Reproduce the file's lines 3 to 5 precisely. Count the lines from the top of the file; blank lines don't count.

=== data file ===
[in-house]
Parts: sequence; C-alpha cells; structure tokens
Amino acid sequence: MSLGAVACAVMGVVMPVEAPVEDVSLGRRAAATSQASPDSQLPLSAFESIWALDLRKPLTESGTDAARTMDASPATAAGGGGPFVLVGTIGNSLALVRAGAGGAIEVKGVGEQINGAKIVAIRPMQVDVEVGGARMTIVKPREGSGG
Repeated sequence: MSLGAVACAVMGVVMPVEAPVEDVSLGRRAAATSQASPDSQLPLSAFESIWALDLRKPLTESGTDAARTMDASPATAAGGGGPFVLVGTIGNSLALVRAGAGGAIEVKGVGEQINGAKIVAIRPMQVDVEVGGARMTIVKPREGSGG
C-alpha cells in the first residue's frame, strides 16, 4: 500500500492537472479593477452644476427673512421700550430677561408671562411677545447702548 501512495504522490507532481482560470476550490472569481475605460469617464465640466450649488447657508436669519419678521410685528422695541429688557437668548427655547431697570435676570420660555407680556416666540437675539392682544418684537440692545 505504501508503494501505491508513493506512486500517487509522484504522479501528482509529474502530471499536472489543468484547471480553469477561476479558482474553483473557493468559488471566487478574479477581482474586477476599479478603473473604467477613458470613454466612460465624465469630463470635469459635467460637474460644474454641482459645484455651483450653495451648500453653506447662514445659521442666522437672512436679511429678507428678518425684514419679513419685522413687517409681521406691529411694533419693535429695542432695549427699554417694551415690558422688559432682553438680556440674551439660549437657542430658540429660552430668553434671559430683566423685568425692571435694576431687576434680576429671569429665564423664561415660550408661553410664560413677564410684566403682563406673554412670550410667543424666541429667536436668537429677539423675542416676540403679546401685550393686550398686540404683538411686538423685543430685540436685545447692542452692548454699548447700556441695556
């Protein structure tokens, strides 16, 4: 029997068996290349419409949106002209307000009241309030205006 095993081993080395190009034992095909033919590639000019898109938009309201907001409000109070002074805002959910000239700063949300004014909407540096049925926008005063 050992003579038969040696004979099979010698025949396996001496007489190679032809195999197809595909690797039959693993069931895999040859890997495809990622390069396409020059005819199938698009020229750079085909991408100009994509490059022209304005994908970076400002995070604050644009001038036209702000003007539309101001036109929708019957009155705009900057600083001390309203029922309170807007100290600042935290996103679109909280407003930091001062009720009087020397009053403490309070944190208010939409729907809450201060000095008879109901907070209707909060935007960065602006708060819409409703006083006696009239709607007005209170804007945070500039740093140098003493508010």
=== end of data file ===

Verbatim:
Amino acid sequence: MSLGAVACAVMGVVMPVEAPVEDVSLGRRAAATSQASPDSQLPLSAFESIWALDLRKPLTESGTDAARTMDASPATAAGGGGPFVLVGTIGNSLALVRAGAGGAIEVKGVGEQINGAKIVAIRPMQVDVEVGGARMTIVKPREGSGG
Repeated sequence: MSLGAVACAVMGVVMPVEAPVEDVSLGRRAAATSQASPDSQLPLSAFESIWALDLRKPLTESGTDAARTMDASPATAAGGGGPFVLVGTIGNSLALVRAGAGGAIEVKGVGEQINGAKIVAIRPMQVDVEVGGARMTIVKPREGSGG
C-alpha cells in the first residue's frame, strides 16, 4: 500500500492537472479593477452644476427673512421700550430677561408671562411677545447702548 501512495504522490507532481482560470476550490472569481475605460469617464465640466450649488447657508436669519419678521410685528422695541429688557437668548427655547431697570435676570420660555407680556416666540437675539392682544418684537440692545 505504501508503494501505491508513493506512486500517487509522484504522479501528482509529474502530471499536472489543468484547471480553469477561476479558482474553483473557493468559488471566487478574479477581482474586477476599479478603473473604467477613458470613454466612460465624465469630463470635469459635467460637474460644474454641482459645484455651483450653495451648500453653506447662514445659521442666522437672512436679511429678507428678518425684514419679513419685522413687517409681521406691529411694533419693535429695542432695549427699554417694551415690558422688559432682553438680556440674551439660549437657542430658540429660552430668553434671559430683566423685568425692571435694576431687576434680576429671569429665564423664561415660550408661553410664560413677564410684566403682563406673554412670550410667543424666541429667536436668537429677539423675542416676540403679546401685550393686550398686540404683538411686538423685543430685540436685545447692542452692548454699548447700556441695556